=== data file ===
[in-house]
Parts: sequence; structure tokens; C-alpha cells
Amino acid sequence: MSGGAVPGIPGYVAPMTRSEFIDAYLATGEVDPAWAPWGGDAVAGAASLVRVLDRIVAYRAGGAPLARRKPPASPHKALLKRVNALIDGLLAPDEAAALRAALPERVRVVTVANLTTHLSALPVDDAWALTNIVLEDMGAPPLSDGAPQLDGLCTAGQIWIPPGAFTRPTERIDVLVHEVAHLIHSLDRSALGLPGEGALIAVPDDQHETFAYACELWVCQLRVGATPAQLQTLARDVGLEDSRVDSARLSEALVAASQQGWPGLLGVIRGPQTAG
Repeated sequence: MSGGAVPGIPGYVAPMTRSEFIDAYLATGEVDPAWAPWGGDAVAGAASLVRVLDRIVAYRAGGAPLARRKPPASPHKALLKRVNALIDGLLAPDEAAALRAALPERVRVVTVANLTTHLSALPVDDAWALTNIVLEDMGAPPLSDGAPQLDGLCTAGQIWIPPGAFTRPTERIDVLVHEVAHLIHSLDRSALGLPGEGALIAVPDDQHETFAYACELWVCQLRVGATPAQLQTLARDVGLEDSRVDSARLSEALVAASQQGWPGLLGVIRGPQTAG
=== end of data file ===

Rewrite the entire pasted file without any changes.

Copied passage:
[in-house]
Parts: sequence; structure tokens; C-alpha cells
Amino acid sequence: MSGGAVPGIPGYVAPMTRSEFIDAYLATGEVDPAWAPWGGDAVAGAASLVRVLDRIVAYRAGGAPLARRKPPASPHKALLKRVNALIDGLLAPDEAAALRAALPERVRVVTVANLTTHLSALPVDDAWALTNIVLEDMGAPPLSDGAPQLDGLCTAGQIWIPPGAFTRPTERIDVLVHEVAHLIHSLDRSALGLPGEGALIAVPDDQHETFAYACELWVCQLRVGATPAQLQTLARDVGLEDSRVDSARLSEALVAASQQGWPGLLGVIRGPQTAG
Repeated sequence: MSGGAVPGIPGYVAPMTRSEFIDAYLATGEVDPAWAPWGGDAVAGAASLVRVLDRIVAYRAGGAPLARRKPPASPHKALLKRVNALIDGLLAPDEAAALRAALPERVRVVTVANLTTHLSALPVDDAWALTNIVLEDMGAPPLSDGAPQLDGLCTAGQIWIPPGAFTRPTERIDVLVHEVAHLIHSLDRSALGLPGEGALIAVPDDQHETFAYACELWVCQLRVGATPAQLQTLARDVGLEDSRVDSARLSEALVAASQQGWPGLLGVIRGPQTAG